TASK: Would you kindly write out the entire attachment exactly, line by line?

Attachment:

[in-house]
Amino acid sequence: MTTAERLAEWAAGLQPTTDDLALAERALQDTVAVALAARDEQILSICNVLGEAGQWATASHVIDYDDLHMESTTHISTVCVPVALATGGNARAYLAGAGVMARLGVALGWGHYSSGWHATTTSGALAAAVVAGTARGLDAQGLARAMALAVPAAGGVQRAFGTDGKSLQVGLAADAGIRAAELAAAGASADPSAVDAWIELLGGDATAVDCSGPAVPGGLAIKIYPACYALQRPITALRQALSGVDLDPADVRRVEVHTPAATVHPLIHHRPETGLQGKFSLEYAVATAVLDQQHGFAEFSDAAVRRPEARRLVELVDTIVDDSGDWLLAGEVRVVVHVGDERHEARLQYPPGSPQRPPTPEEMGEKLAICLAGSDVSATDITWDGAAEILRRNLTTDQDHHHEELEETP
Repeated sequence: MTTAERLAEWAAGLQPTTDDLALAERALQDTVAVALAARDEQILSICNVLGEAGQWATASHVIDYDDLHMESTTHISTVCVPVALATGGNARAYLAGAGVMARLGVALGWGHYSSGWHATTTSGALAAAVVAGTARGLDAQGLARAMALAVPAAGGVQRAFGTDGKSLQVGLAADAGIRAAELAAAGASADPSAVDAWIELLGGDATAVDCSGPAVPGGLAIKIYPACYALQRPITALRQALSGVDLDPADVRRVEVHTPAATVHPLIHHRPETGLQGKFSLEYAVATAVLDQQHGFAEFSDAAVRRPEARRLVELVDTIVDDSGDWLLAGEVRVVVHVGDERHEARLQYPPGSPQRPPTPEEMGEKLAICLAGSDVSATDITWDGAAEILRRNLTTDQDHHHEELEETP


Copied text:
[in-house]
Amino acid sequence: MTTAERLAEWAAGLQPTTDDLALAERALQDTVAVALAARDEQILSICNVLGEAGQWATASHVIDYDDLHMESTTHISTVCVPVALATGGNARAYLAGAGVMARLGVALGWGHYSSGWHATTTSGALAAAVVAGTARGLDAQGLARAMALAVPAAGGVQRAFGTDGKSLQVGLAADAGIRAAELAAAGASADPSAVDAWIELLGGDATAVDCSGPAVPGGLAIKIYPACYALQRPITALRQALSGVDLDPADVRRVEVHTPAATVHPLIHHRPETGLQGKFSLEYAVATAVLDQQHGFAEFSDAAVRRPEARRLVELVDTIVDDSGDWLLAGEVRVVVHVGDERHEARLQYPPGSPQRPPTPEEMGEKLAICLAGSDVSATDITWDGAAEILRRNLTTDQDHHHEELEETP
Repeated sequence: MTTAERLAEWAAGLQPTTDDLALAERALQDTVAVALAARDEQILSICNVLGEAGQWATASHVIDYDDLHMESTTHISTVCVPVALATGGNARAYLAGAGVMARLGVALGWGHYSSGWHATTTSGALAAAVVAGTARGLDAQGLARAMALAVPAAGGVQRAFGTDGKSLQVGLAADAGIRAAELAAAGASADPSAVDAWIELLGGDATAVDCSGPAVPGGLAIKIYPACYALQRPITALRQALSGVDLDPADVRRVEVHTPAATVHPLIHHRPETGLQGKFSLEYAVATAVLDQQHGFAEFSDAAVRRPEARRLVELVDTIVDDSGDWLLAGEVRVVVHVGDERHEARLQYPPGSPQRPPTPEEMGEKLAICLAGSDVSATDITWDGAAEILRRNLTTDQDHHHEELEETP